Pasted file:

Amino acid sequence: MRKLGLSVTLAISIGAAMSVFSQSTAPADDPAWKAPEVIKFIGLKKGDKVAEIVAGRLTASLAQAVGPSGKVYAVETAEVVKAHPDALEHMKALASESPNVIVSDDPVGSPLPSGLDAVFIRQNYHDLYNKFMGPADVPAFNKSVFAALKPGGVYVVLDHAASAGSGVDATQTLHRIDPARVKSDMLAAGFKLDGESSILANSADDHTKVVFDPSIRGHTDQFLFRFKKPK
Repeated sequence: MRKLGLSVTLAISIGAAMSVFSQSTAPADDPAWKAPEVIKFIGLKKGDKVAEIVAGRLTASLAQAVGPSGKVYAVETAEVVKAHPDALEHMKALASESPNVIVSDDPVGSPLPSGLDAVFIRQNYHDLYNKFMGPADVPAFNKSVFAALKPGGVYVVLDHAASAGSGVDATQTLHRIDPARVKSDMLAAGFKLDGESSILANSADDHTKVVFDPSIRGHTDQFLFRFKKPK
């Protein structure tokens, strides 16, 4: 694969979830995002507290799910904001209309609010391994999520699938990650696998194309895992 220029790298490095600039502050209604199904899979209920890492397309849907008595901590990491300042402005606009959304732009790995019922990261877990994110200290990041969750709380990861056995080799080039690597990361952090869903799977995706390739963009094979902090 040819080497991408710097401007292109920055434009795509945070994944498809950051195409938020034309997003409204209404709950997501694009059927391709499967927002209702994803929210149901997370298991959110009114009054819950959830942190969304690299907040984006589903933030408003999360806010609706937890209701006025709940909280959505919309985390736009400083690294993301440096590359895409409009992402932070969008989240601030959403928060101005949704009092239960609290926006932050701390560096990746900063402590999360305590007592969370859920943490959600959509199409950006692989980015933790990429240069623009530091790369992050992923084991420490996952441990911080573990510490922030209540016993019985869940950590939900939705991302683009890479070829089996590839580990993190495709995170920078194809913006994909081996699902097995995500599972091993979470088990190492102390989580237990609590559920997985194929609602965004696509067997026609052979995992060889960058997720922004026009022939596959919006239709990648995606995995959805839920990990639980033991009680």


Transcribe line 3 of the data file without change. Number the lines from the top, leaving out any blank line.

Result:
């Protein structure tokens, strides 16, 4: 694969979830995002507290799910904001209309609010391994999520699938990650696998194309895992 220029790298490095600039502050209604199904899979209920890492397309849907008595901590990491300042402005606009959304732009790995019922990261877990994110200290990041969750709380990861056995080799080039690597990361952090869903799977995706390739963009094979902090 040819080497991408710097401007292109920055434009795509945070994944498809950051195409938020034309997003409204209404709950997501694009059927391709499967927002209702994803929210149901997370298991959110009114009054819950959830942190969304690299907040984006589903933030408003999360806010609706937890209701006025709940909280959505919309985390736009400083690294993301440096590359895409409009992402932070969008989240601030959403928060101005949704009092239960609290926006932050701390560096990746900063402590999360305590007592969370859920943490959600959509199409950006692989980015933790990429240069623009530091790369992050992923084991420490996952441990911080573990510490922030209540016993019985869940950590939900939705991302683009890479070829089996590839580990993190495709995170920078194809913006994909081996699902097995995500599972091993979470088990190492102390989580237990609590559920997985194929609602965004696509067997026609052979995992060889960058997720922004026009022939596959919006239709990648995606995995959805839920990990639980033991009680």